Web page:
Did I miss the link to the source?
Secondly, while the suspensions raise the barrier to
joining the social network—in the sense that they
reduce the number of invitations ISIS can successfully
broadcast—they do not by any means make
joining impossible. The interior of this network is
changing as a result of the suspensions, making it a
much louder echo chamber.
Curious - is this really a cause/effect relationship, or is this more of a natural observation of social behavior? Fringe movements have always been susceptible banishment from polite society, and once so isolated many often double-down on the views that make them extremists.
Also, I can’t read this and not see parallels to
This simple-minded summary of the Institute’s complex and detailed analysis is clownish, I recommend readers look at the report itself. You’d hardly guess it would include content such as this “The data we collected also suggests that the current rate of suspensions has also limited the ISIS network’s ability to grow and spread, a consideration almost universally ignored by critics of suspension tactics.”
And since the poster didn’t remember to include the link:
Suspensions… may have unintended consequences, including cutting off ISIS supporters from beneficial social pressures on Twitter.
Okay, it made sense up to that last part.
Sounds about as democratic as US attempts at manicuring democratic governments in Iraq and Afghanistan. Popular support is great - so long as it’s popular support which is agreeable to Western values… /s
As if people needed more reason to make new social networks which are less centralized.
The problem with such centralization is that it is self-reinforcing. The more edges a node has, the easier it gets another edge.
Ideally, this would be some S-shaped function that would make it more difficult to get more edges once certain critical size is reached. Then the new edges would preferentially attach to other big but subcritically big nodes and the resulting network graph would have more rich connected nodes instead of a handful of vulnerable supernodes.
The billion dollar question is, of course, how to achieve this.
ISIS is the missing link.
Only relevant to this discussion in that it involves ISIS, there’s a great long form article in The Atlantic, http://www.theatlantic.com/features/archive/2015/02/what-isis-really-wants/384980/. Highly recommend.
If you say something crazy or offensive and people respond to it with less than 100% support, it’s not as much of an echo chamber, and maybe seeds of doubt about the rightness of your cause take root.
Whew - that is a fairly good article. So far, I’ve read about half of it now.
I think the problem people in the West have about Fundamentalist Islam is pure, willful ignorance. They don’t quite know what it is or care, yet they feel strongly enough that they should do something about. Cries for action without understanding are always a recipe for disaster.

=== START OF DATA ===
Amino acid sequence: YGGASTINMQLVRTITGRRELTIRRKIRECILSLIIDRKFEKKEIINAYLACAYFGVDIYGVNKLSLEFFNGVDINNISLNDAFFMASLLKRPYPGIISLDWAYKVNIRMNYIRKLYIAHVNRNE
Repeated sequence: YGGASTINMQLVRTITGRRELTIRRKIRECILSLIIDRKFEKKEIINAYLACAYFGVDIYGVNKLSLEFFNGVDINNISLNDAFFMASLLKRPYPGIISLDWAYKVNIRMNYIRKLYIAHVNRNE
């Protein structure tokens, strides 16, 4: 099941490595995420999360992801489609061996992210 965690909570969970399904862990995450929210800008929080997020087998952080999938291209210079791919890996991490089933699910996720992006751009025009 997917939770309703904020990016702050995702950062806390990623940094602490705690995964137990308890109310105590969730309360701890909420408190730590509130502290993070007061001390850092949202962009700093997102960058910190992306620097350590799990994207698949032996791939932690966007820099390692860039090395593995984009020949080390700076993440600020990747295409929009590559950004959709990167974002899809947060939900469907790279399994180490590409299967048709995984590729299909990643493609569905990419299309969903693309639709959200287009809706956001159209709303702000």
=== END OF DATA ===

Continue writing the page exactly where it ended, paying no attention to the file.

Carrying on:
Part of this process in the US at least is to deliberately not give any publicity to the actual controversial people. So talking heads babble about them and the public at large are treated with scrutiny if they try to learn anything about what has been decided to be an unpopular subject.
Why do Westerners, such as in the US, feel a need to have a position on ISIS? So people like to make an Islamic state in the Islamic world? Is that really surprising? Does it affect the daily lives of people in the US? When people cry about the civil rights of people there while those of people living in the US are going down the toilet, isn’t this hypocritical? Why as a Merikun would I be free to emigrate to Israel, Rome, or China as an exercise in religious freedom, but not to the Islamic territories of the Middle East or elsewhere? Why should I recognize the sovereignty of the US when it systematically refuses to recognize the sovereignty of any others to decide their own affairs? What it their stake in this, and what is their moral high ground?
Why this inspires some contempt from me is that I think it represents a typically fickle, two-faced, assimilative approach to bogus freedom. That modern consumers appearance of free choice is dependent upon authoritative approval of others. And that Westerners tend to have no strength to their convictions. They mostly claim to be religious, yet don’t actually live according to their religions. The profess to materialism, yet subject it to market metaphysics. They claim to value science, yet refuse to organize their societies along scientific reasoning. They claim to like art and culture, yet refuse to endorse its creation. They love individual freedom, yet demand the comfort of a popular consensus of what this should be.
I am not a huge fan of Fundamentalist Islamic thought myself, but I at least respect and find refreshing that some people actually believe things and live accordingly. I might not like what they have to say, but at least they aren’t all talk.
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